(a)The Secretary of the Treasury—
(1)shall mint and issue coins described in section 5112 of this title in amounts the Secretary decides are necessary to meet the needs of the United States;
(2)may prepare national medal dies and strike national and other medals if it does not interfere with regular minting operations but may not prepare private medal dies;
(3)may prepare and distribute numismatic items; and
(4)may mint coins for a foreign country if the minting does not interfere with regular minting operations, and shall prescribe a charge for minting the foreign coins equal to the cost of the minting (including labor, materials, and the use of machinery).
(b)The Department of the Treasury has a coinage metal fund and a coinage profit fund.
The Secretary may use the coinage metal fund to buy metal to mint coins. The Secretary shall credit the coinage profit fund with the amount by which the nominal value of the coins minted from the metal exceeds the cost of the metal. The Secretary shall charge the coinage profit fund with waste incurred in minting coins and the cost of distributing the coins, including the cost of coin bags and pallets. The Secretary shall deposit in the Treasury as miscellaneous receipts excess amounts in the coinage profit fund.
(c)Procurements Relating to Coin Production.—
The Secretary may make contracts, on conditions the Secretary decides are appropriate and are in the public interest, to acquire articles, materials, supplies, and services (including equipment, manufacturing facilities, patents, patent rights, technical knowledge, and assistance) necessary to produce the coins referred to in this title.
(2)Domestic control of coinage.—
(A)Subject to subparagraph (B), in order to protect the national security through domestic control of the coinage process, the Secretary shall acquire only such articles, materials, supplies, and services (including equipment, manufacturing facilities, patents, patent rights, technical knowledge, and assistance) for the production of coins as have been produced or manufactured in the United States unless the Secretary determines it to be inconsistent with the public interest, or the cost to be unreasonable, and publishes in the Federal Register a written finding stating the basis for the determination.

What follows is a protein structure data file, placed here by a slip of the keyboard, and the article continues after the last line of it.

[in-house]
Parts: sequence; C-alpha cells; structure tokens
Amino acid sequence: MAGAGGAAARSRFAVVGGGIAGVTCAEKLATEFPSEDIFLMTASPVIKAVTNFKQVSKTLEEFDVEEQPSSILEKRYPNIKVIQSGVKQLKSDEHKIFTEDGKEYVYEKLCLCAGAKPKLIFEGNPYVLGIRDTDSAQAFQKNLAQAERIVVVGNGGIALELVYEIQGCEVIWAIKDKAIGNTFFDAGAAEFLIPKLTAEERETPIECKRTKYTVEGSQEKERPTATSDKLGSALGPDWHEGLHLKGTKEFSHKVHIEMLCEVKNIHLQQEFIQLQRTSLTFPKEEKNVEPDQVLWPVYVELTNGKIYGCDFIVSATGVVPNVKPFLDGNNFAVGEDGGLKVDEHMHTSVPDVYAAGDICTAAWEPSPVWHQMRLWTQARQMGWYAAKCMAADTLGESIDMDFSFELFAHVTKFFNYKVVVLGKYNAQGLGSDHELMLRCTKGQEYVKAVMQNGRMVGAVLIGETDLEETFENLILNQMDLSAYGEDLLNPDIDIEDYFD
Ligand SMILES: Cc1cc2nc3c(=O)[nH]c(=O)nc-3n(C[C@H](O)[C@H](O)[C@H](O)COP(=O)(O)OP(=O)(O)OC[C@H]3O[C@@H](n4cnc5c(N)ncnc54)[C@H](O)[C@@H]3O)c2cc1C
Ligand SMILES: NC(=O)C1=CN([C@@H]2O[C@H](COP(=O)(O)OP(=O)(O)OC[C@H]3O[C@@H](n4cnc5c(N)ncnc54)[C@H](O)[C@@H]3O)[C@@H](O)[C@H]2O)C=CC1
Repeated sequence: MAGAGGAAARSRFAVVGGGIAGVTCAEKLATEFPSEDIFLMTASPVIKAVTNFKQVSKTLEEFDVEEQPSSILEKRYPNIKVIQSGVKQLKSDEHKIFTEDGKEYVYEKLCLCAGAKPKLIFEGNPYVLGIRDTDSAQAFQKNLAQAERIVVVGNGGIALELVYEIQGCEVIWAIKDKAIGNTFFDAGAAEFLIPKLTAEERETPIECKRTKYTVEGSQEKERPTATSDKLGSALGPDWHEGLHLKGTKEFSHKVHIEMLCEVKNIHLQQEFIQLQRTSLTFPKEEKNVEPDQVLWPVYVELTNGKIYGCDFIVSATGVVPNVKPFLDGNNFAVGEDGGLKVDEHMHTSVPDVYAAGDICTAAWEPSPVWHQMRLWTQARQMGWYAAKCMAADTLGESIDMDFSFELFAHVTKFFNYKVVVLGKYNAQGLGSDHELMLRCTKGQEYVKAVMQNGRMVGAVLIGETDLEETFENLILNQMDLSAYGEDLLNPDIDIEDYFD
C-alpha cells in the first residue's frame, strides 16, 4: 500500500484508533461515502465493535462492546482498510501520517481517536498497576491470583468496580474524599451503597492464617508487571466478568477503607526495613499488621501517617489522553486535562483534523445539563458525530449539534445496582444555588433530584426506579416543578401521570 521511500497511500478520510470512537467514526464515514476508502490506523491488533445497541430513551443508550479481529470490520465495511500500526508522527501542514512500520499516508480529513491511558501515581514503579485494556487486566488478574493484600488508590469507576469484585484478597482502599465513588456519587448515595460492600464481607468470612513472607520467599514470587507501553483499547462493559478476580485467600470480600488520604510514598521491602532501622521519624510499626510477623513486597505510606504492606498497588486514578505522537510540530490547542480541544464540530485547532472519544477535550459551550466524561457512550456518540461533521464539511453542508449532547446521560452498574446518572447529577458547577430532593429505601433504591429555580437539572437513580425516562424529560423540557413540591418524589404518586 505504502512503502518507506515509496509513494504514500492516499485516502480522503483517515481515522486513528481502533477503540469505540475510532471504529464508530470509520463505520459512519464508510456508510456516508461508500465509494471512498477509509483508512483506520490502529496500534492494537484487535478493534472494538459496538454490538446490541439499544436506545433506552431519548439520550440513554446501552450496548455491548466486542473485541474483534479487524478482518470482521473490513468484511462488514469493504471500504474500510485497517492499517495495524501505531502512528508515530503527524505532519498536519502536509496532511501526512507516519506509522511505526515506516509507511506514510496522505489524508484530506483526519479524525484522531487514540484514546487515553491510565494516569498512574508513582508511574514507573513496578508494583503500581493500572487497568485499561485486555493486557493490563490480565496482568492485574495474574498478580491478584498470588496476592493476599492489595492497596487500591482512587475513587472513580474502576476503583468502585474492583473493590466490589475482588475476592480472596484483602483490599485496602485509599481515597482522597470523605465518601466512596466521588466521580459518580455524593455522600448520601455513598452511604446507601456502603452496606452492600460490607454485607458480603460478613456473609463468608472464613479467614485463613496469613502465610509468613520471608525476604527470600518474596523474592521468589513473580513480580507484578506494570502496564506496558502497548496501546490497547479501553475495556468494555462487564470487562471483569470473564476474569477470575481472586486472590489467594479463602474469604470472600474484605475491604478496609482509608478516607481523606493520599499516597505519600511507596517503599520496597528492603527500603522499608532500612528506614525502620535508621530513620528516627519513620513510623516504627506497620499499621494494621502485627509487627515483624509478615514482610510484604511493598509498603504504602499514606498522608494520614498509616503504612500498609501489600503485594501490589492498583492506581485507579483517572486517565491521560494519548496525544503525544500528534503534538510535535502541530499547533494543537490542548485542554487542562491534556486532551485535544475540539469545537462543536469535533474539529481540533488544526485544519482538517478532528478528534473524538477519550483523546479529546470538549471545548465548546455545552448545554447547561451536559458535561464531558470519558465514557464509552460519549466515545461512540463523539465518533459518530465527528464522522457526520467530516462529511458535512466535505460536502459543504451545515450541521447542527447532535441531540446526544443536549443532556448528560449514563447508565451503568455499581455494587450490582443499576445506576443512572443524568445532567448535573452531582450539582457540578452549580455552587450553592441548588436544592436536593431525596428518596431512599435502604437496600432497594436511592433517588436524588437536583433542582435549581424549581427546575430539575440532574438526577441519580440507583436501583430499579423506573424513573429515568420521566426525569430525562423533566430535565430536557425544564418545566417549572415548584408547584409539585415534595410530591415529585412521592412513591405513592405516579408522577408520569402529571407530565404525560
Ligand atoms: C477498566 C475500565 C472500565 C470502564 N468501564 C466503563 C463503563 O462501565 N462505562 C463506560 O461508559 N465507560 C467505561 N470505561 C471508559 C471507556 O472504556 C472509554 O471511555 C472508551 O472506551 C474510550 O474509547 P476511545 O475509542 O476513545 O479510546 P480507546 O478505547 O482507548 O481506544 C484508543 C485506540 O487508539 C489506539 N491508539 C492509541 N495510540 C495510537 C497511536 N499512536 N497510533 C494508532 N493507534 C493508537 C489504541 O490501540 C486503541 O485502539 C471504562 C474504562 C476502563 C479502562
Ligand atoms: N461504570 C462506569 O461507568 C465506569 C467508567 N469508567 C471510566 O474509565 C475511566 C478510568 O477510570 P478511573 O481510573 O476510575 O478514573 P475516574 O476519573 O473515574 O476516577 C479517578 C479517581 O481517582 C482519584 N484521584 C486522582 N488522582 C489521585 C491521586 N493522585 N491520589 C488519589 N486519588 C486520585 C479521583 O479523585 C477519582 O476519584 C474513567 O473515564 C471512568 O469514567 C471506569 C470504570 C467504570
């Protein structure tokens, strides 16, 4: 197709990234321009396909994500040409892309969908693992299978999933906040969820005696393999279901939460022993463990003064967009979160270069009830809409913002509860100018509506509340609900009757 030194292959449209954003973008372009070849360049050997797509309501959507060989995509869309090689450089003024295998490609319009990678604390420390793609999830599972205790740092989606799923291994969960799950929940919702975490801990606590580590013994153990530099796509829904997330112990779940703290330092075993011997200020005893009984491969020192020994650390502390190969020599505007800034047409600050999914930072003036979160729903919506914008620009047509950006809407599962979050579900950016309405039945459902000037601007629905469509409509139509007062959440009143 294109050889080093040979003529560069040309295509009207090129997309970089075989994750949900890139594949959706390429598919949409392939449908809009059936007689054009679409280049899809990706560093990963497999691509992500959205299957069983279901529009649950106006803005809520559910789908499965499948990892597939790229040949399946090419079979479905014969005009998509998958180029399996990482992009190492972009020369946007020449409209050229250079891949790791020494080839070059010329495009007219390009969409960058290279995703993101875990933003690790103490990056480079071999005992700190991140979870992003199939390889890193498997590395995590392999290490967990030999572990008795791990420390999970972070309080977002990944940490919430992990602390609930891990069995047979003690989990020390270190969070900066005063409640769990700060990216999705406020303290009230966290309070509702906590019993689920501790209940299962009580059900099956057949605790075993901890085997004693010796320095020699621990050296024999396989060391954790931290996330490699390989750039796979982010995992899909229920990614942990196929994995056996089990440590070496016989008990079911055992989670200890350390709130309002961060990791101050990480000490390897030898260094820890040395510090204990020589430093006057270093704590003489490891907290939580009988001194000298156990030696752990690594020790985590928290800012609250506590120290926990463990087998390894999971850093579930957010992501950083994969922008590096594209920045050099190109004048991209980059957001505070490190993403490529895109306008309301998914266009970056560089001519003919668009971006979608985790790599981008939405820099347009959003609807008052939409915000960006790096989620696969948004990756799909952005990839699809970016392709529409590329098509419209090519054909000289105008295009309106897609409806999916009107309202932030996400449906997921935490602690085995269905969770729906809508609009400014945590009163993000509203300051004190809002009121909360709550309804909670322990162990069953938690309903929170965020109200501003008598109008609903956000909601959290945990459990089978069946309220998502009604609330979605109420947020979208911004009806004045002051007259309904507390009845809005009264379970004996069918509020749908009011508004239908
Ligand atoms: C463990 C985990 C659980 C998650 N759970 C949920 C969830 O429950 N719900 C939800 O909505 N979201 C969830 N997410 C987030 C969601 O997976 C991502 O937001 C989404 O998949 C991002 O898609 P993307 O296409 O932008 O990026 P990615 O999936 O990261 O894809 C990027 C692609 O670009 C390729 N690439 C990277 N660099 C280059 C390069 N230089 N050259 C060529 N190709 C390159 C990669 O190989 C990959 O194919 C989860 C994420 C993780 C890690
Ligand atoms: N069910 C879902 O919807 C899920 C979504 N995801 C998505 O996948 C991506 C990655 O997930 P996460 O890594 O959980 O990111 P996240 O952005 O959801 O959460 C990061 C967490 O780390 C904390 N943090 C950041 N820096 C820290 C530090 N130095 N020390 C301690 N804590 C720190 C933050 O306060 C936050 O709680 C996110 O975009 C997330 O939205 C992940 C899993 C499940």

(B)Subparagraph (A) shall apply only in the case of a bid or offer from a supplier the principal place of business of which is in a foreign country which does not accord to United States companies the same competitive opportunities for procurements in connection with the production of coins as it accords to domestic companies.
Any determination of the Secretary referred to in paragraph (2) shall not be reviewable in any administrative proceeding or court of the United States.
(B)Other rights unaffected.—
This paragraph does not alter or annul any right of review that arises under any provision of any law or regulation of the United States other than paragraph (2).
(4)Nothing in paragraph (2) of this subsection in any way affects the procurement by the Secretary of gold and silver for the production of coins by the United States Mint.
(1)The Secretary may prohibit or limit the exportation, melting, or treatment of United States coins when the Secretary decides the prohibition or limitation is necessary to protect the coinage of the United States.
(2)A person knowingly violating an order or license issued or regulation prescribed under paragraph (1) of this subsection, shall be fined not more than $10,000, imprisoned not more than 5 years, or both.
(3)Coins exported, melted, or treated in violation of an order or license issued or regulation prescribed, and metal resulting from the melting or treatment, shall be forfeited to the United States Government. The powers of the Secretary and the remedies available to enforce forfeitures are those provided in part II of subchapter C of chapter 75 of the Internal Revenue Code of 1954 (26 U.S.C. 7321 et seq.).
31 U.S. Code § 5111